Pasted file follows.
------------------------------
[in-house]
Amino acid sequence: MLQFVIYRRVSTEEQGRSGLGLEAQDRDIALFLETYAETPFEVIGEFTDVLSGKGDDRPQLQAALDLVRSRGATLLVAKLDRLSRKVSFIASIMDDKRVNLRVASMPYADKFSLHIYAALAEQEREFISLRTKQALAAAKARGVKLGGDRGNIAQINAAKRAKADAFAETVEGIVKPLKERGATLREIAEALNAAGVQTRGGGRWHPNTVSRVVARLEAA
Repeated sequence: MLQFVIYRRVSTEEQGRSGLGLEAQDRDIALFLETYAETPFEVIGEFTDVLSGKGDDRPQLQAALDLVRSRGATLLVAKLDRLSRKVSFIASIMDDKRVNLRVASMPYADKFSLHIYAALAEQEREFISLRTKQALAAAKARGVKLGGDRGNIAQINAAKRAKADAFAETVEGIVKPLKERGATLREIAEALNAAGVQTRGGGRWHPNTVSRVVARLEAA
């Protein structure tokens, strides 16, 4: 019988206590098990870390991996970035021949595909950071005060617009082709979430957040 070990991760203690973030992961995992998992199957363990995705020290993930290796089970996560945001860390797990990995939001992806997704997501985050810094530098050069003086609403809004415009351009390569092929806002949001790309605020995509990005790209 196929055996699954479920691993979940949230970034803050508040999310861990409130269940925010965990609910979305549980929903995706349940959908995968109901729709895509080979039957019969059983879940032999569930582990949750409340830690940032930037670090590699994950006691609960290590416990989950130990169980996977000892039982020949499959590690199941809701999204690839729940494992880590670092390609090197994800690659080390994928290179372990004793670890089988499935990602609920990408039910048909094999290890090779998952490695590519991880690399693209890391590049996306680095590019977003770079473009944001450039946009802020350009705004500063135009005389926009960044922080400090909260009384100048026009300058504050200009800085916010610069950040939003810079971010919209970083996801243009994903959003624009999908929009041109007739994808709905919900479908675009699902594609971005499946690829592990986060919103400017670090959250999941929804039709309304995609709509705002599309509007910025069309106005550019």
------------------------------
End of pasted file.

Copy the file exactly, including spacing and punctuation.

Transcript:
[in-house]
Amino acid sequence: MLQFVIYRRVSTEEQGRSGLGLEAQDRDIALFLETYAETPFEVIGEFTDVLSGKGDDRPQLQAALDLVRSRGATLLVAKLDRLSRKVSFIASIMDDKRVNLRVASMPYADKFSLHIYAALAEQEREFISLRTKQALAAAKARGVKLGGDRGNIAQINAAKRAKADAFAETVEGIVKPLKERGATLREIAEALNAAGVQTRGGGRWHPNTVSRVVARLEAA
Repeated sequence: MLQFVIYRRVSTEEQGRSGLGLEAQDRDIALFLETYAETPFEVIGEFTDVLSGKGDDRPQLQAALDLVRSRGATLLVAKLDRLSRKVSFIASIMDDKRVNLRVASMPYADKFSLHIYAALAEQEREFISLRTKQALAAAKARGVKLGGDRGNIAQINAAKRAKADAFAETVEGIVKPLKERGATLREIAEALNAAGVQTRGGGRWHPNTVSRVVARLEAA
């Protein structure tokens, strides 16, 4: 019988206590098990870390991996970035021949595909950071005060617009082709979430957040 070990991760203690973030992961995992998992199957363990995705020290993930290796089970996560945001860390797990990995939001992806997704997501985050810094530098050069003086609403809004415009351009390569092929806002949001790309605020995509990005790209 196929055996699954479920691993979940949230970034803050508040999310861990409130269940925010965990609910979305549980929903995706349940959908995968109901729709895509080979039957019969059983879940032999569930582990949750409340830690940032930037670090590699994950006691609960290590416990989950130990169980996977000892039982020949499959590690199941809701999204690839729940494992880590670092390609090197994800690659080390994928290179372990004793670890089988499935990602609920990408039910048909094999290890090779998952490695590519991880690399693209890391590049996306680095590019977003770079473009944001450039946009802020350009705004500063135009005389926009960044922080400090909260009384100048026009300058504050200009800085916010610069950040939003810079971010919209970083996801243009994903959003624009999908929009041109007739994808709905919900479908675009699902594609971005499946690829592990986060919103400017670090959250999941929804039709309304995609709509705002599309509007910025069309106005550019």